TUCSON, AZ (August 29, 2013) – Rosemont Copper’s leadership are providing extensive Conservation Land and Water Plans to address the final steps of approving the project. The plans include 4,500 acres of land and approximately 1,700 acre feet of water rights.

The plans submitted for review include locations considered to be prime acquisition needs according to goals and criteria contained in Pima County’s Sonoran Desert Conservation Plan and state and federal conservation agencies. The locations and land and/or water quantities are:

  • Pantano Dam and Cienega Creek water rights: 2 acres of land and 1,122 acre-feet of water rights
  • Davidson Canyon Parcels: 574 acres of land
  • Sonoita Creek Ranch: 1,200 acres of land, 588 acre-feet of water rights (75% of spring flow from Monkey Spring)
  • Helvetia Ranch North: 940 acres of land
  • Fullerton Ranch: 1,780 acres of land

“Our plans provide vital water rights, conservation and cultural legacies and habitat for wildlife utilization and movement, as well as for community recreation and enjoyment,” said Jamie Sturgess, Rosemont Copper Senior Vice President of Corporate Development and Government Affairs. “These lands and the commitments to conservation objectives were based on the goals and input from federal, state, and local agencies in Arizona, and the community, and are designed to save and enhance precious resources for future generations to enjoy.”

The plans enhance the extensive mitigation steps in Rosemont Copper’s Mine Plan of Operations, Sturgess explained, adding “some people think that project mitigation for a mining site will be achieved only if our project never happens. Others have a more holistic view. This copper we will produce at the site is needed in every aspect of our lives, from building computers and hybrid vehicles, to plumbing and electricity.”

The Rosemont Copper Conservation Land and Water Plans addressing these final steps  include the National Environmental Policy Act, which guides the review of Rosemont Copper’s Mining Plan of Operations through an Environmental Impact Statement and Record of Decision, the Corps of Engineers 404 Permit governing Navigable Waters of the US (which includes an Environmental Protection Agency review), US Fish and Wildlife’s Biological Opinion, and the National Historic Preservation Act’s Section 106 approval.

The Rosemont Copper Project is now in the sixth year of federal, state and local review. More than 25,000 public comments have been submitted and addressed in the US Forest Service and Corps of Engineers review. The Rosemont Copper Project is receiving international attention for the innovative mining and technology approaches and has already been viewed as setting a 21st century standard in sustainable mining. 

“When we see national statistics ranking our community at the sixth poorest urban area in the United States, we need to find ways to help businesses grow here,” said Mike Varney, President & CEO of the Metro Tucson Chamber. “In the past six years, Rosemont Copper is already investing millions of dollars in the community and creating well-paying jobs and partnering with local businesses.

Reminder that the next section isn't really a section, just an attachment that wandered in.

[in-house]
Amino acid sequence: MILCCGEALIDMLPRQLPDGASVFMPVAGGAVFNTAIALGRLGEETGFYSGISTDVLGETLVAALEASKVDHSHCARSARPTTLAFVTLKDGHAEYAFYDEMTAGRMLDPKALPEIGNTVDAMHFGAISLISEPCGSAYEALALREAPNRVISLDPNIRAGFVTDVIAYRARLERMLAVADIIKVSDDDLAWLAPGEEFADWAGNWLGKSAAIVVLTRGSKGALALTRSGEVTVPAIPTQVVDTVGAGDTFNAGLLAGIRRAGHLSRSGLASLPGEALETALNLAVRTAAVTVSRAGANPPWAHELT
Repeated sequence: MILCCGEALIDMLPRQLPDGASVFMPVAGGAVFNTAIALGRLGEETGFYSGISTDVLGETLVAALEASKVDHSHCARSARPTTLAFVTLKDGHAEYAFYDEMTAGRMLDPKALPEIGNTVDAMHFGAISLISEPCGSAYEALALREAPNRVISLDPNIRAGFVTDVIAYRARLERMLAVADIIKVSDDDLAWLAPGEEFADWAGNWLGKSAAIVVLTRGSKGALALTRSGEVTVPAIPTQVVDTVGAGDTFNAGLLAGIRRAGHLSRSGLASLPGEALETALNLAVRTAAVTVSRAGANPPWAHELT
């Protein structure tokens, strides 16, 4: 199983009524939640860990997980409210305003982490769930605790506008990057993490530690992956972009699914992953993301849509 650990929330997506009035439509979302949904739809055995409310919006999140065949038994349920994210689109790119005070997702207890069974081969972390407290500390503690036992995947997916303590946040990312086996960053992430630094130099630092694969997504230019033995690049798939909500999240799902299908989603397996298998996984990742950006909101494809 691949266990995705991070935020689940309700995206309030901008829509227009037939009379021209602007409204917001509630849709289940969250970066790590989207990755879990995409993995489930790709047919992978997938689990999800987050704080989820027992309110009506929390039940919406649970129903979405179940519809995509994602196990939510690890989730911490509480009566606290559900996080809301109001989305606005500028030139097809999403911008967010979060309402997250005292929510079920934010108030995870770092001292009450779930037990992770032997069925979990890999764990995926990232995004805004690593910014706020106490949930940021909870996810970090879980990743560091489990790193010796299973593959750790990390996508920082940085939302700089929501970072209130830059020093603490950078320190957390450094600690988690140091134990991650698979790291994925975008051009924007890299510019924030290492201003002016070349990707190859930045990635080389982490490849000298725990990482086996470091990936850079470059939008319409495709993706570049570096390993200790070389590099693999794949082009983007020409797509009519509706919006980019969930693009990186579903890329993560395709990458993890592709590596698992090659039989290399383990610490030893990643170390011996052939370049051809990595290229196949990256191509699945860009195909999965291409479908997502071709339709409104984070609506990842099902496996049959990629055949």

The two-year-long construction process will create 2,000 jobs to build the Project and when open, Rosemont Copper will employ approximately 400 at the site and another 1,700 indirect jobs supporting a variety of services including equipment repair, maintenance, food service, transportation, safety and temporary and permanent housing. According to the 2009 Arizona State University study, wages and salaries and non-labor income produced by the economic activity (of the Rosemont Copper project) will provide an annual average of $140 million in additional income to area residents. Rosemont Copper’s production activities will generate an average of $19 million per year in incremental revenues for local governments in the study area.


The Rosemont Copper project is located in Pima County, approximately 30 miles southeast of Tucson, Arizona, and contains a world-class open-pit copper/molybdenum/silver deposit. Located in an existing mining district, Rosemont Copper’s project will have sustainable mining practices, including using solar power, consuming less than half the water of traditional mines, and reclaiming the site from the start of operations as permanent open space. Arizona, known as the copper state, produces 65 percent of the United States’ supply of copper on only a quarter of one percent of the state’s land. Rosemont Copper is expected to provide more than 10 percent of the U.S. copper supply while requiring less than half the land area of other Pima County mines.  A recent study by Arizona State University showed the region would benefit over the life of the mine, adding approximately 400 direct and 1700 indirect jobs, $140 million annually in additional income to area residents and an additional $19 million a year to local governments. For more information, visit the Rosemont Copper website at www.rosemontcopper.com.